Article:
Body + Soul Magazine Promotes BookSwim as "Easier" Than Library

Ouch. In the May 2009 issue of Body + Soul magazine--"A Martha Stewart Publication"--"renting a book" via BookSwim is #1 on a list of "6 Simple Ways to Better Your Life and the Planet."

The magazine copy reads, "Looking for a good read? Try renting books Netflix-style with It's easier than going to the library and greener than buying from the store. Log on and have your picks delivered to your door in recycled packaging."


.. uh oh, some libraries do charge $200 a year through local taxes... we're screwed... (Bookswim charges $20-$30/mo).

Bookswim would be $20-$30 a month on top of that. Might as well use what you're paying for anyway.

I hate to say it, but in my case, BookSwim might indeed be easier even with the cost. The public library here in Backwater Rural County is simply atrocious in terms of selection. Were it not for interlibrary loan at the small college I work at, I would not have too many options for reading. So, if we want to get picky, I could ask what the hell they are doing with my taxes, because they sure as heck are not buying any new or current books (and the ones they do have are falling apart).

It might be, especially in a small rural system, that their budget is being spent on unnecessary frills like electricity, heating, water, sewage, maintenance, and other utilities. And possibly staff salaries; the people who work there are probably not all volunteers.

You know, other stuff the library needs besides books.

You may find that your taxes for the library need to be *increased*. The cost of the increase could, if spread out over all the population in your area, still be less than a subscription to something like Bookswim.

Or you could try to get a fundraising drive started for the library for donations toward a book budget.

If you want to know where your tax dollars are going in the library ask. It is public information and they will have a copy of where every dollar is spent. Offer to volunteer at the library and bring a friend.
Learn how you can help to make it a better library for your community.

In the state I am employed as a librarian, the libraries receive an average of $18.00 per person in funding (e.g. tax dollars). That may seem a lot, but the population is shrinking, about 1.5 million the last census. After paying the necessities, monthly bills and people, libraries spend an average of $2.44 new materials. The average age of a library collection is dated in the 1970s. That measly material budget does not keep the libraries from providing me with unlimited books—taking in consideration interlibrary loans—as well as access to audiobooks in different forms, cassette tapes, CDs, and MP3s. So, I may need to wait a few days or weeks for the library to get me an item from another library, be placed on a hold list, or told it is being reordered, so what? I cannot buy books or purchase plans from BookSwim and for that price.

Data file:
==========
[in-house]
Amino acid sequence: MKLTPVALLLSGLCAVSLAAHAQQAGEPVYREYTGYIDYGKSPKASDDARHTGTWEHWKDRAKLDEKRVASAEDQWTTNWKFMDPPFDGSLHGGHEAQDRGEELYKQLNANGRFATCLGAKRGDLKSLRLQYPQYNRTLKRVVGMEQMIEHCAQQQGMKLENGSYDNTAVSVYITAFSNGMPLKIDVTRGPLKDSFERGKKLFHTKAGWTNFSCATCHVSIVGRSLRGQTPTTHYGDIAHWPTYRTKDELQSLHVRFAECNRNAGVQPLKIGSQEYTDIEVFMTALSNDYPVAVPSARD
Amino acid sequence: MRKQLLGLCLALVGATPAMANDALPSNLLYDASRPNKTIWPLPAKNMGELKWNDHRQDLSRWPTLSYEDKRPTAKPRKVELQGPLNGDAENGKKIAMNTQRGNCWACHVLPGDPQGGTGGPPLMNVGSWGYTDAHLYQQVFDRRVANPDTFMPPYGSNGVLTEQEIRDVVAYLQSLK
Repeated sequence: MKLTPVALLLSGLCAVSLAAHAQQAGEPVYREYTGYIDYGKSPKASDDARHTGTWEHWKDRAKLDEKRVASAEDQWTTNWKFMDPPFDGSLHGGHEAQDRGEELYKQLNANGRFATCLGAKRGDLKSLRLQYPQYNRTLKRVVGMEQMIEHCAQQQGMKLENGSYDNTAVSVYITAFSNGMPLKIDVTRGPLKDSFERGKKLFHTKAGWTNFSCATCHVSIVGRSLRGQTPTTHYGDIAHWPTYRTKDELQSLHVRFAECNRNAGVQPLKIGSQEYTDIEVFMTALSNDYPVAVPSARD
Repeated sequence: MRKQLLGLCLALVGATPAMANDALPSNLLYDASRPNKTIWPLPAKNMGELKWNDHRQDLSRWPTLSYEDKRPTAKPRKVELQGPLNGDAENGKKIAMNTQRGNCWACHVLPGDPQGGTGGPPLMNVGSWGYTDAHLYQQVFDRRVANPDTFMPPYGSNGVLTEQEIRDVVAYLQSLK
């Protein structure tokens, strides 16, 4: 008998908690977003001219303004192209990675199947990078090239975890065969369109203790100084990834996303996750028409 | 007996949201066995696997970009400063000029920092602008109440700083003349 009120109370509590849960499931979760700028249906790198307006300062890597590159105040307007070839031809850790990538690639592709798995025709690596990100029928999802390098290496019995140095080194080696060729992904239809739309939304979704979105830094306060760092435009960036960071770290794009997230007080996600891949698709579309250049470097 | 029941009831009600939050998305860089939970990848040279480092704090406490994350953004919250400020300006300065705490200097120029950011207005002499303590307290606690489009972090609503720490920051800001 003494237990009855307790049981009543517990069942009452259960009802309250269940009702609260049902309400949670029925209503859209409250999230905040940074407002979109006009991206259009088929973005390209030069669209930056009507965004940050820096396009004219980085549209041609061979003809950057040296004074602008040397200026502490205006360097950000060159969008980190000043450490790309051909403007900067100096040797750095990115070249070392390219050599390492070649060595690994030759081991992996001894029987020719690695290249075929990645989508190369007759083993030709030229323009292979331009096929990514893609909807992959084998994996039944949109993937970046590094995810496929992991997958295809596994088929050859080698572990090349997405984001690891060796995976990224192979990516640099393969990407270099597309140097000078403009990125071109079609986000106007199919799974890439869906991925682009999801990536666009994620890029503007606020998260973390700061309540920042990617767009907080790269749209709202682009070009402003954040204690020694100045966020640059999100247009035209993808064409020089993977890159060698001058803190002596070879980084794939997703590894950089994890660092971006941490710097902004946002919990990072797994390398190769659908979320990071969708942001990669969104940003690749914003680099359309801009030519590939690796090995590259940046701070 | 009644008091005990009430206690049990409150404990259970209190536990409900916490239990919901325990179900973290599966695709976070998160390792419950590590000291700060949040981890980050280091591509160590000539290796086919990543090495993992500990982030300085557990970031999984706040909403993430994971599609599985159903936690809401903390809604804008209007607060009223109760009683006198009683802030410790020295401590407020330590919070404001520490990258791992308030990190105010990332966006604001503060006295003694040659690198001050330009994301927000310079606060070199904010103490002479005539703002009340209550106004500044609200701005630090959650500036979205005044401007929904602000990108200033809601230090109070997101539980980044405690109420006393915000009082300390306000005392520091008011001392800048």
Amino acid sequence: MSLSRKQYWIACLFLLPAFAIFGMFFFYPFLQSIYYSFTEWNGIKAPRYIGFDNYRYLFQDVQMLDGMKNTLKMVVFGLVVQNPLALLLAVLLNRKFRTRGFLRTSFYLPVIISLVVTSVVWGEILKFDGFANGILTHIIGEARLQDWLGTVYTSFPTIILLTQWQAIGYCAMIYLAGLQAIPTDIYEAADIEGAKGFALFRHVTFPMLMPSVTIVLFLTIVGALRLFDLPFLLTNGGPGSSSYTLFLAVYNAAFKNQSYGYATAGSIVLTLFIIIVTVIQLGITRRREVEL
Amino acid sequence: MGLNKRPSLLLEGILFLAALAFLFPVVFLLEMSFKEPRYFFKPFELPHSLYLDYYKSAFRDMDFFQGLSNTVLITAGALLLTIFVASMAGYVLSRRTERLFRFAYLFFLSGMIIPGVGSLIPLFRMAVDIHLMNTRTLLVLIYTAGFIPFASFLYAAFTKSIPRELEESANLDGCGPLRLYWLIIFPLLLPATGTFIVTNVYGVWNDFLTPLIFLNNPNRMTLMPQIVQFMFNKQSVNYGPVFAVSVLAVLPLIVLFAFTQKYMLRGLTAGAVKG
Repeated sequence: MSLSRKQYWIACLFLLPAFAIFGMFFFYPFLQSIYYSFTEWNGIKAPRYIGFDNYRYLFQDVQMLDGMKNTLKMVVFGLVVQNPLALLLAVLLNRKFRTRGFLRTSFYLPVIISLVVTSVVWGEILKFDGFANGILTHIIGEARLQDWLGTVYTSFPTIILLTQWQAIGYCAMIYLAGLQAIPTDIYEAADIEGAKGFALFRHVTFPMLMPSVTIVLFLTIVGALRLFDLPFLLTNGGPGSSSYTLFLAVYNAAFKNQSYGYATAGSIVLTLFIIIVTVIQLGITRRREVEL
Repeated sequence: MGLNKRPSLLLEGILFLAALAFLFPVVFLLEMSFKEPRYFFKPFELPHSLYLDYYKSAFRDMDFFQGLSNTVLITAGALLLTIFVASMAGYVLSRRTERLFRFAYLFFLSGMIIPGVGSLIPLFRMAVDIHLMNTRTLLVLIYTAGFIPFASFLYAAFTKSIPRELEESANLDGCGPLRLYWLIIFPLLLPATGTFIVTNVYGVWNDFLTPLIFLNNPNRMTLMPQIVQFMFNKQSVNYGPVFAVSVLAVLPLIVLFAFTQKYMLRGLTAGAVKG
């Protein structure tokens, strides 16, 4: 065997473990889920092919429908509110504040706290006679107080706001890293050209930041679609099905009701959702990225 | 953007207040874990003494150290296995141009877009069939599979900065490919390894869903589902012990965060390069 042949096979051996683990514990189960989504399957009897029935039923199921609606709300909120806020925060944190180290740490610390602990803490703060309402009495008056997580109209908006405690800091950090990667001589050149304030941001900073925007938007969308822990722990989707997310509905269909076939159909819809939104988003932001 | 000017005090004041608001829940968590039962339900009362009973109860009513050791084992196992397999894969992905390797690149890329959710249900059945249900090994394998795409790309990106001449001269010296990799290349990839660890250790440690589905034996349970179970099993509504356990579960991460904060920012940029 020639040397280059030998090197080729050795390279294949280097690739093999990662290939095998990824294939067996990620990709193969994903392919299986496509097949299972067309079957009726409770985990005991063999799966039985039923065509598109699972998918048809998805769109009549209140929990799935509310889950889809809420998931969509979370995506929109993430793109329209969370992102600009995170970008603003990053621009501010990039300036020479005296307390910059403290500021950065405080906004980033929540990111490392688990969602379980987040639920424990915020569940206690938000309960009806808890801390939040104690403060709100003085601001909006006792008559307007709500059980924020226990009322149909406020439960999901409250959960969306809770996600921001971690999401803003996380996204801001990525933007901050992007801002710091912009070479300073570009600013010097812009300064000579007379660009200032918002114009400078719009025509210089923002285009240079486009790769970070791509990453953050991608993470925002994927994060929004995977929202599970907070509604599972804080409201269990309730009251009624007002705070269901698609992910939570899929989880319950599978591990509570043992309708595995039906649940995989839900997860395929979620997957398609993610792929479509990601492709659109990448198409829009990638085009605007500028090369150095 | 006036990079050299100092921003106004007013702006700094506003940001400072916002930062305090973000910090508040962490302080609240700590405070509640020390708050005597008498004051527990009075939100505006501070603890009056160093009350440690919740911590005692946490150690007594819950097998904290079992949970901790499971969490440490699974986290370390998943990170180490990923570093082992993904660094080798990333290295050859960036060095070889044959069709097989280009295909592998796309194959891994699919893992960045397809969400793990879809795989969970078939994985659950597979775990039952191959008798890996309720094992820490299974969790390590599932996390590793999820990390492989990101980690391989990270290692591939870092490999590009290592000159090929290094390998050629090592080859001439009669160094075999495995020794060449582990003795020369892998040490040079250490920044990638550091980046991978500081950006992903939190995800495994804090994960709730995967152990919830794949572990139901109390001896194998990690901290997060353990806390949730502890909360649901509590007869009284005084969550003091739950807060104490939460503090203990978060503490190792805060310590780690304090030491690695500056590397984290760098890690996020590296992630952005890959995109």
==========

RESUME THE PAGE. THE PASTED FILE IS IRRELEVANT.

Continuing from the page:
To improve libraries, we should not be flocking to these sites but to the libraries. To help improve these dying staples of our freedom, go to your public library. Volunteer. Join the friends group or if there is not one start it. Ask about the library’s “wish list”. Don’t have one, start one. Speak with local officials, who control the library budget, better yet, have the librarians and library board there speaking as to how the community is a better place due to the library.

It looks like BookSwim is rather as limited in the books you can rent as many large bookstores are. I entered in a few titles that I have had to order online through and BookSwim did not carry them.

In fact, so far I have not been able to locate a single book that I might choose read on BookSwim, and I have entered a good 20 titles in so far. Most of them were available at my local library system which is really not all that large or have all that great a collection, and those that were not were available through interlibrary loan.

These sort of services generally offer the same sort of best sellers that libraries rent in large quantities, because they are made a bit more cheaply and fall apart after a certain number of "circulations"

I entered several authors, like Peter S. Beagle, just to check this out, and nothing came up

I guess the part that comes in here is marketing and sales -- ok, you are "renting" the book but you are paying for the service per use based on the titles they have purchased -- it's like leasing a car rather than buying -- but the library still has a deeper selection-and information on topics you will never, ever see in bookswim -- and free clean, public restrooms! do they serve cookies at their book group meetings?

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